About Independence Mission Schools: An Open Letter to “Good” Parents

Ms. Christine Lemongelli teaches her class about grammer.

Hey Mom… How you doing Dad?… Grandmom and Grandpop I need to bend your ear… I just want a few minutes of your time. I know time is a precious commodity and you don’t have a lot to spare.  But I want to share some important information about urban educational opportunities for your children and grandchildren.  So while I know you’re busy, please take a few moments and consider what I’m about to say…

Every day you worry. You’re afraid. You’re always anxious. Will today be the day? Will the school call and inform you that something bad has happened to your child? You watch the news… You see the sexual assaults… You read about staff members being knocked unconscious… You see kids protesting just to keep basic amenities in place…

You have been diligent about instilling the proper values in your child. I know you don’t play games when it comes to raising your child.  Honesty, compliance with rules, sensitivity to the feelings of others, control over impulses and acceptance of responsibility for his/her behavior have been reinforced from the moment they entered this world. You are a good parent. You take it very seriously. It shows. Your child follows rules and meets behavioral expectations in the home, school and community on a consistent basis. He/she has never exhibited any illegal or antisocial behaviors. Your child is a good kid.  Yet, you worry.. all day, every day.


More than anything else, you seek an educational setting where your child can focus on attaining and maintaining a level of academic performance that is commensurate with his/her intellectual ability. You understand the need for a positive and safe educational environment.  With that in place, your child will flourish.  However, finding (and affording) such a placement has been difficult.

In many ways, you feel trapped… You love the city. You live in West Philly… You live in North Philly… You live in South Philly… You live in Germantown… You live in Mount Airy… You work hard to make sure your kids are well-fed, well-clothed and the bills are paid.  However, sometimes it feels like your walking up a down escalator. Every time you get paid, you see where the City of Philadelphia has taken nearly 4% of your money. Every time you spend some money you see the City of Philadelphia has taken another 2% of your money, on top of the 6% that goes to the State of Pennsylvania.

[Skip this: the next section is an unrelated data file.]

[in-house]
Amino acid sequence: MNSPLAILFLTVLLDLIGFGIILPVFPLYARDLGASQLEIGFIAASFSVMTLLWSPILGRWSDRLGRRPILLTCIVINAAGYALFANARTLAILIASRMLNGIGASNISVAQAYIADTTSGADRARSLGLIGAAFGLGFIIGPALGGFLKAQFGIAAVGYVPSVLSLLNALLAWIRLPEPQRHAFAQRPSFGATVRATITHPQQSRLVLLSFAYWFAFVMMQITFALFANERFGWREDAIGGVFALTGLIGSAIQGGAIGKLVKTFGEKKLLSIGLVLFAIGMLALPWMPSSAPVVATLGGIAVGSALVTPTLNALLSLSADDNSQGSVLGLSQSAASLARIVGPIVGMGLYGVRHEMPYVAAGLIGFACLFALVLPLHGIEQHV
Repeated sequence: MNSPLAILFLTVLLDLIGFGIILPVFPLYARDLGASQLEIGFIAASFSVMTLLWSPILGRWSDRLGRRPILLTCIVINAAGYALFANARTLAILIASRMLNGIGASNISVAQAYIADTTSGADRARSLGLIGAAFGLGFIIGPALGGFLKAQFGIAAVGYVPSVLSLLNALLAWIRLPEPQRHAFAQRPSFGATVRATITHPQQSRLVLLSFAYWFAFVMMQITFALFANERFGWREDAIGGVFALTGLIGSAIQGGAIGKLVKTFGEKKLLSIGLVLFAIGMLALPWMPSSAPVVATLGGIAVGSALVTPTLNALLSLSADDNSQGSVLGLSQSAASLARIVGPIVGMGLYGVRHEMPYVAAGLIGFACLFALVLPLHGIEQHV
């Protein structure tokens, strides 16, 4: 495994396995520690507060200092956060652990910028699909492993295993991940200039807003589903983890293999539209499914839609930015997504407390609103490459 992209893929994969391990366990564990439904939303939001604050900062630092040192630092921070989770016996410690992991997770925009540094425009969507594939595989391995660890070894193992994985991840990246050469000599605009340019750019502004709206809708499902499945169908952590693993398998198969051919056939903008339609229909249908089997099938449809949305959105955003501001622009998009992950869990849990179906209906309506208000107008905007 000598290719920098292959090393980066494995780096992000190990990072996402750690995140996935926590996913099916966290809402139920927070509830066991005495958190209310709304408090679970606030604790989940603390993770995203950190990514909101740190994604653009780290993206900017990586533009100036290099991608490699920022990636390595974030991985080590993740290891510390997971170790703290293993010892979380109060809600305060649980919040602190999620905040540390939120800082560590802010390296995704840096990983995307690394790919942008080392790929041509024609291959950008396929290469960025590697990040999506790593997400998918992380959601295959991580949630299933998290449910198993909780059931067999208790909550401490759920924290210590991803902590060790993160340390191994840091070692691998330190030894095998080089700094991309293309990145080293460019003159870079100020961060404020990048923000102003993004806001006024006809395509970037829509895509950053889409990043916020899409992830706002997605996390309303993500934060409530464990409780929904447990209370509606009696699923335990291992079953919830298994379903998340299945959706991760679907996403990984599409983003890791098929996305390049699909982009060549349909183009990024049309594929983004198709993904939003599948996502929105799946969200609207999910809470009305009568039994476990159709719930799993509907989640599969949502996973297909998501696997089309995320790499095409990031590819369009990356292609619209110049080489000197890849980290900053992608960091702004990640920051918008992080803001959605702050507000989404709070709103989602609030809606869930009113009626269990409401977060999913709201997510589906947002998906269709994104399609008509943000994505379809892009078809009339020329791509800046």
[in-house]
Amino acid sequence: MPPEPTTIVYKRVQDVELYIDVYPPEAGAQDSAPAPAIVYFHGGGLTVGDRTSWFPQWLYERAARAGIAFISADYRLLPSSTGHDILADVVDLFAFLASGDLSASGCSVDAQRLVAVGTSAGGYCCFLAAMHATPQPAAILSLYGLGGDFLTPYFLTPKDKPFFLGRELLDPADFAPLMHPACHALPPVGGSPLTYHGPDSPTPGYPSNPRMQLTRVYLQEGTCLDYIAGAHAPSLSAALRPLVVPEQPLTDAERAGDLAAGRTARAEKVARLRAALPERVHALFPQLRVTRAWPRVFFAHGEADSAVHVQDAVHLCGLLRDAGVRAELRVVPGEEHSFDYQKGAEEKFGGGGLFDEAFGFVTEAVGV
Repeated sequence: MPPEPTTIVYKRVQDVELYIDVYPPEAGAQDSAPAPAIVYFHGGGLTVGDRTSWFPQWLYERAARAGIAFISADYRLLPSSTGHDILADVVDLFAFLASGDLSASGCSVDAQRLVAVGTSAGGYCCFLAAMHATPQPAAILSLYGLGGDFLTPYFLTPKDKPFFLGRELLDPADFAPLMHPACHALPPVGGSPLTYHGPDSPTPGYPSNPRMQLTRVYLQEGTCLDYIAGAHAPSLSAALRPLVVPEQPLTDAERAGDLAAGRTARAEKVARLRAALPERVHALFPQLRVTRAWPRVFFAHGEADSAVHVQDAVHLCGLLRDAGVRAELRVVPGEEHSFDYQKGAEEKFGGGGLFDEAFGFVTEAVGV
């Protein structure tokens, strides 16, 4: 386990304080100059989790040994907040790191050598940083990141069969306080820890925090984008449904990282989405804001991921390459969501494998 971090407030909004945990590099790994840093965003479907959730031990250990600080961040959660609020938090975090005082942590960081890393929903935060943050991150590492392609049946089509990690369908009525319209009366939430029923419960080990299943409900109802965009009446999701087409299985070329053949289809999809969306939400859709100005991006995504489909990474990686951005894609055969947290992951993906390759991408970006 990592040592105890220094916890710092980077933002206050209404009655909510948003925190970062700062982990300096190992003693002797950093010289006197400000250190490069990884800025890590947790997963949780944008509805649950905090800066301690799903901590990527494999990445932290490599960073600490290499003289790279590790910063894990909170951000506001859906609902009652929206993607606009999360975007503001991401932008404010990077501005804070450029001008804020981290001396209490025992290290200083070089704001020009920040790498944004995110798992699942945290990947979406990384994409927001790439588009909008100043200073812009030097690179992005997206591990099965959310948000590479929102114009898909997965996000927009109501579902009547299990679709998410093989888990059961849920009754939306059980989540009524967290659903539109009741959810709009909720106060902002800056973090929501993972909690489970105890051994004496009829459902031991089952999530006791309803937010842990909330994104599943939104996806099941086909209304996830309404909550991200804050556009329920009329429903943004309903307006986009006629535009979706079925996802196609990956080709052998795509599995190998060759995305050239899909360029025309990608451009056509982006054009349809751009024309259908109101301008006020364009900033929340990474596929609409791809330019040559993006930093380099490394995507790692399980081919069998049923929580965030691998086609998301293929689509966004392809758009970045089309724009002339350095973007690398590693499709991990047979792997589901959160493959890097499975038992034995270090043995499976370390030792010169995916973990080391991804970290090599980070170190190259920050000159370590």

It’s enough to make you want a drink or smoke… But they will get you at the register, yet again, if those are your vices… When you buy that glass of wine, cocktail or beer, the City of Philadelphia takes another 10% of your money. If you buy a pack of cigarettes, the City of Philadelphia takes another $2 of your hard earn funds. It feels like you can’t win…

It’s tough to make it in Philly. In fact, like most of your friends and neighbors you are working 1.5 or 2 two jobs just to make ends meet. I get it.

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More than anything else, you would like to find a safe high quality school setting for your child. You want to feel good about dropping your child off every day. For those 7 or 8 eight hours, you want to feel they are safe and sound.  You need a school that maintains a healthy balance between accomplishing academic goals and meeting your child’s social and emotional needs. Despite the high cost of living in Philadelphia such schools are very few and far between.

I may have found an answer to some your prayers.

Independence Mission Schools (IMS) is a non-profit organization managing a network of 15 Catholic elementary schools across the city of Philadelphia.  These schools, formerly run by the Archdiocese of Philadelphia, are beacons of hope to their communities; they provide a high-quality, low-cost education to more than 4,700 children of all faiths from many of the City’s most under-served neighborhoods, delivering opportunity to these children and their families.

Some of you may already know about these shining lights of hope in the midst of our rapidly decaying urban educational system.  The Independence Mission Schools have seen an increase of approximately 1,000 students over the past 12 months.  So, clearly the word is slowly getting out amongst our folk.  But for the most part, they have relied on parents talking to other parents and alums sharing their positive experiences.  Word of mouth has been their most effect marketing strategy.